Four signs you are Vitamin D-deficient, and how to prevent it

Researchers have estimated that 50 per cent of the general population is at risk of Vitamin D deficiency and insufficiency.

One of the most notable researchers is Dr. Michael Holick,  who wrote the book, The Vitamin D Solution.

Four signs that you are Vitamin D-deficient, according to Dr. Holick, are:

1. You frequently feel fatigue, aches and pains. Osteomalacia, a softening of the bones, is due to Vitamin D and calcium deficiency.

2.  You suffer from frequent colds and flu. Vitamin D regulates genes that influence your immune system to attack and destroy bacteria and viruses.

3.  You feel depressed. Serotonin, the brain hormone associated with mood elevation, rises with exposure to bright light, and falls with decreased sun exposure.

4.  Your head feels sweaty. Excessive sweating in newborns is a common early symptom of Vitamin D deficiency.

Aside from causing such acute symptoms, a lack of sufficient Vitamin D can lead to serious chronic diseases. Optimizing your Vitamin D levels may help prevent cancer, heart disease, autoimmune diseases, infections, mental health conditions, and more.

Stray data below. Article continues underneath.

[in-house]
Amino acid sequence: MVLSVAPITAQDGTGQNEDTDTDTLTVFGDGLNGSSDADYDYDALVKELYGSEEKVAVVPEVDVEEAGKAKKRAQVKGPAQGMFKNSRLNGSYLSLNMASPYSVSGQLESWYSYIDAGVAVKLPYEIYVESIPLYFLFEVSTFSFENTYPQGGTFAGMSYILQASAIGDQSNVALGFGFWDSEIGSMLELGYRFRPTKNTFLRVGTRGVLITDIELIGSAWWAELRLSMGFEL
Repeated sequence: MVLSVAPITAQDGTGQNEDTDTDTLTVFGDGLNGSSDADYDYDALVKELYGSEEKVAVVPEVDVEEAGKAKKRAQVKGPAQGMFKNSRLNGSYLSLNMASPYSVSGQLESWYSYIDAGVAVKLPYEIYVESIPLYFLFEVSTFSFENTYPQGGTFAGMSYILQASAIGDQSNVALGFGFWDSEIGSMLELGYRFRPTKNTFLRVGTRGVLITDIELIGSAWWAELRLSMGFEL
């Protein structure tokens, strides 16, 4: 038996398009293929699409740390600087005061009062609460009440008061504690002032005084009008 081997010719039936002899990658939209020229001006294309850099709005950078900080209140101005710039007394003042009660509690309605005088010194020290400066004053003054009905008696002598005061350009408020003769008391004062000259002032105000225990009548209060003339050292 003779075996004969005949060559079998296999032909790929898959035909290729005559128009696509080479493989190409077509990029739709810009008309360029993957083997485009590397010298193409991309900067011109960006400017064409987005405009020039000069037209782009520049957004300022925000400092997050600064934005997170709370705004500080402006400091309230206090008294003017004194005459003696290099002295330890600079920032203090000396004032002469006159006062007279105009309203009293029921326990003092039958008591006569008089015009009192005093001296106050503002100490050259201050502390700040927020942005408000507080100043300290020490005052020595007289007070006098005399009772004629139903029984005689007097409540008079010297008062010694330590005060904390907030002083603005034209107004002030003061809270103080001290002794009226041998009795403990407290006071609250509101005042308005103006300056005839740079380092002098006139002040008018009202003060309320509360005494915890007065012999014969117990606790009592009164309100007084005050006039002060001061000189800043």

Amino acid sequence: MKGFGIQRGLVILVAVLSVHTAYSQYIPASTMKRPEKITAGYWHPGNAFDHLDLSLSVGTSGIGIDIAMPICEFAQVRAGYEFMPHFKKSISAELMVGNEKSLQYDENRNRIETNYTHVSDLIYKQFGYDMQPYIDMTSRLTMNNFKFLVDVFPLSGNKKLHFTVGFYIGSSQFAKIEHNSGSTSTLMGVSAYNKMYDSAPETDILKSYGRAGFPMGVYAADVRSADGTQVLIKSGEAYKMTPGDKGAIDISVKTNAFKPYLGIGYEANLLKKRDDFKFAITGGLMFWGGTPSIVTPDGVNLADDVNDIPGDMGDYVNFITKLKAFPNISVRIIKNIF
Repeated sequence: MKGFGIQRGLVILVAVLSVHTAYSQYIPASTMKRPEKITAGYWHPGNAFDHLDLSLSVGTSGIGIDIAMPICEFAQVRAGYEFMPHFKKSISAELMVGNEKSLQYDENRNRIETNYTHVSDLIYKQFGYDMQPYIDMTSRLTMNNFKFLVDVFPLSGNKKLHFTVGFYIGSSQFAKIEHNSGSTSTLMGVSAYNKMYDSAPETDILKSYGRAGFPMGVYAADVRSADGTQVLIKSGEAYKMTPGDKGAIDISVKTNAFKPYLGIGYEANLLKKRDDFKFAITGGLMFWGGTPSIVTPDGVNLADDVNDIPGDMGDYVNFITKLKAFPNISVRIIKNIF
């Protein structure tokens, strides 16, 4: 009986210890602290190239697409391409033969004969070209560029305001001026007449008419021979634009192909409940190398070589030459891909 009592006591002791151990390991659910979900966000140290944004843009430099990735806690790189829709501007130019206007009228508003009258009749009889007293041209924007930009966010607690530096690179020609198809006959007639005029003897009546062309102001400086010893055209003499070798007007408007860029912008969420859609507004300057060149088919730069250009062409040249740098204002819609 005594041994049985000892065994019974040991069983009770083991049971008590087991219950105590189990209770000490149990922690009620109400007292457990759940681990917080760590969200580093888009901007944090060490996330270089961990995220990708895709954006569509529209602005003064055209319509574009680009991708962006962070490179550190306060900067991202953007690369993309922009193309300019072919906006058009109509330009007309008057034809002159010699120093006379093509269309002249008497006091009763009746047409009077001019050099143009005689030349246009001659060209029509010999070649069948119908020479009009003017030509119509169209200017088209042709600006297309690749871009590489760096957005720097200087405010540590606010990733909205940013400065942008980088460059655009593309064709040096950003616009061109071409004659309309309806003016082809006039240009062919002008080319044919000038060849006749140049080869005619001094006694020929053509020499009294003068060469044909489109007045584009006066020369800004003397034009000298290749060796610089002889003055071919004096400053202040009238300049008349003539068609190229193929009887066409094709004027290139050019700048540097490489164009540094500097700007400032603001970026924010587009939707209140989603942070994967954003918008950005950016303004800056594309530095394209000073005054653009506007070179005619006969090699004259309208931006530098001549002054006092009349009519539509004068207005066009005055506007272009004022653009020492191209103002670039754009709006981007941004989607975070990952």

You are more prone to Vitamin D deficiency if you are over 50, have dark skin  or suffer from gut troubles, such as Crohn’s disease,  Celiac disease, gluten sensitivity, and inflammatory bowel disease.

Despite its name, Vitamin D is not a regular vitamin. It’s actually a steroid hormone that you get primarily from sun exposure or supplementation.

Some medical experts, such as Dr. Phil Mercola, suggest that  getting Vitamin D directly from the sun or a safe  tanning bed are  best.

If you live in Canada, supplementation with Vitamin D3 most of the year is essential.

Researchers have found that Vitamin D3 (derived from animals) is twice as effective as D2 (derived from plants) in raising levels of Vitamin D in the body, according to Dr. Mercola.

At present, the optimal range of Vitamin D for general health appears to be somewhere between 50 and 70 nanograms per milliliter (which can now easily be determined by a simple blood test). For treatment of chronic diseases, such as cancer, recommendations go even a bit higher than that.

The Endocrine Society’s Clinical Guidelines Subcommittee  recommends the following dosages:

*Neonates: 400 to 1,000 IUs

*Children one year of age and above: 600 to 1,000 IUs per day

*Adults: 1,500 to 2,000 IUs per day

However, these guidelines are thought to allow most people to reach a vitamin D level of 30 ng/ml, which many still consider to be  sub-optimal for disease prevention.

Also, please note another recommendation from Dr. Mercola:  If you’re taking  Vitamin D supplements,  you also need to take Vitamin K2, which helps move calcium into the areas of your body that need it, such as bones and teeth, and remove it from areas where it shouldn’t be, such as arteries and soft tissue.

It’s amazing how a couple of simple vitamins can be so important to our health and well-being.





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